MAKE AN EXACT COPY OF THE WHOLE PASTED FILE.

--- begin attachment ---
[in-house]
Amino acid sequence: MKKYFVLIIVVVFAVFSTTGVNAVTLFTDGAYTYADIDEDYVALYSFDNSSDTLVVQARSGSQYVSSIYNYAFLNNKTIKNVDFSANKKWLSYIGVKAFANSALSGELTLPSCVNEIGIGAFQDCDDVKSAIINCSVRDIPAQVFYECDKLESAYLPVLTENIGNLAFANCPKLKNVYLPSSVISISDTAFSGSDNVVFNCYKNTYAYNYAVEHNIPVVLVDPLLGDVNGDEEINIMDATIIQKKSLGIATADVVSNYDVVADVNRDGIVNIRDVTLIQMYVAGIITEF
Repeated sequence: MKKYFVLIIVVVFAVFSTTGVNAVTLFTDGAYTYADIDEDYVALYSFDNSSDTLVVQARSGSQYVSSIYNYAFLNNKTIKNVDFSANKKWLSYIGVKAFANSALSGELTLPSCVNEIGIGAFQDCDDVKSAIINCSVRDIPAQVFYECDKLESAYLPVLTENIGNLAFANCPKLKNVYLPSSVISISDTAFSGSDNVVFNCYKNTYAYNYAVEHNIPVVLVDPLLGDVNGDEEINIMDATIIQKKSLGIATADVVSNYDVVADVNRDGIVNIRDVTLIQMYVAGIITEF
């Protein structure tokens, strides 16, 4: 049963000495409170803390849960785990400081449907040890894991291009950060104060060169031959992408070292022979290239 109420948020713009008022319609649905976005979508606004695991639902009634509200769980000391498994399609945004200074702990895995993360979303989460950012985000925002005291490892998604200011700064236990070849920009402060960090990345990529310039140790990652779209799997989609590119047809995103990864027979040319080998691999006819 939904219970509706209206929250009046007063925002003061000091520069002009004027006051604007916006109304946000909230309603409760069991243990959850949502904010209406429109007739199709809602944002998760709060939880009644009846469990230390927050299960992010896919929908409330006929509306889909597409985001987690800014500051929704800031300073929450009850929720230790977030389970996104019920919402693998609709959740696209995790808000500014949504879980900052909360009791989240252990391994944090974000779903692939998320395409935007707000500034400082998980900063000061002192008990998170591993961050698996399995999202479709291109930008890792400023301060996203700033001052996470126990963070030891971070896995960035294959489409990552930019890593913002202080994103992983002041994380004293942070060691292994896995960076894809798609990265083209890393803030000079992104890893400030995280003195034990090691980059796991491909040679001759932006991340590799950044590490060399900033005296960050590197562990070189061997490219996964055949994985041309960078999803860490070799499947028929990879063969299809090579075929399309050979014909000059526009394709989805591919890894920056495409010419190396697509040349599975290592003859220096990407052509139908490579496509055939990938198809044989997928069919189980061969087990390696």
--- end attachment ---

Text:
[in-house]
Amino acid sequence: MKKYFVLIIVVVFAVFSTTGVNAVTLFTDGAYTYADIDEDYVALYSFDNSSDTLVVQARSGSQYVSSIYNYAFLNNKTIKNVDFSANKKWLSYIGVKAFANSALSGELTLPSCVNEIGIGAFQDCDDVKSAIINCSVRDIPAQVFYECDKLESAYLPVLTENIGNLAFANCPKLKNVYLPSSVISISDTAFSGSDNVVFNCYKNTYAYNYAVEHNIPVVLVDPLLGDVNGDEEINIMDATIIQKKSLGIATADVVSNYDVVADVNRDGIVNIRDVTLIQMYVAGIITEF
Repeated sequence: MKKYFVLIIVVVFAVFSTTGVNAVTLFTDGAYTYADIDEDYVALYSFDNSSDTLVVQARSGSQYVSSIYNYAFLNNKTIKNVDFSANKKWLSYIGVKAFANSALSGELTLPSCVNEIGIGAFQDCDDVKSAIINCSVRDIPAQVFYECDKLESAYLPVLTENIGNLAFANCPKLKNVYLPSSVISISDTAFSGSDNVVFNCYKNTYAYNYAVEHNIPVVLVDPLLGDVNGDEEINIMDATIIQKKSLGIATADVVSNYDVVADVNRDGIVNIRDVTLIQMYVAGIITEF
């Protein structure tokens, strides 16, 4: 049963000495409170803390849960785990400081449907040890894991291009950060104060060169031959992408070292022979290239 109420948020713009008022319609649905976005979508606004695991639902009634509200769980000391498994399609945004200074702990895995993360979303989460950012985000925002005291490892998604200011700064236990070849920009402060960090990345990529310039140790990652779209799997989609590119047809995103990864027979040319080998691999006819 939904219970509706209206929250009046007063925002003061000091520069002009004027006051604007916006109304946000909230309603409760069991243990959850949502904010209406429109007739199709809602944002998760709060939880009644009846469990230390927050299960992010896919929908409330006929509306889909597409985001987690800014500051929704800031300073929450009850929720230790977030389970996104019920919402693998609709959740696209995790808000500014949504879980900052909360009791989240252990391994944090974000779903692939998320395409935007707000500034400082998980900063000061002192008990998170591993961050698996399995999202479709291109930008890792400023301060996203700033001052996470126990963070030891971070896995960035294959489409990552930019890593913002202080994103992983002041994380004293942070060691292994896995960076894809798609990265083209890393803030000079992104890893400030995280003195034990090691980059796991491909040679001759932006991340590799950044590490060399900033005296960050590197562990070189061997490219996964055949994985041309960078999803860490070799499947028929990879063969299809090579075929399309050979014909000059526009394709989805591919890894920056495409010419190396697509040349599975290592003859220096990407052509139908490579496509055939990938198809044989997928069919189980061969087990390696």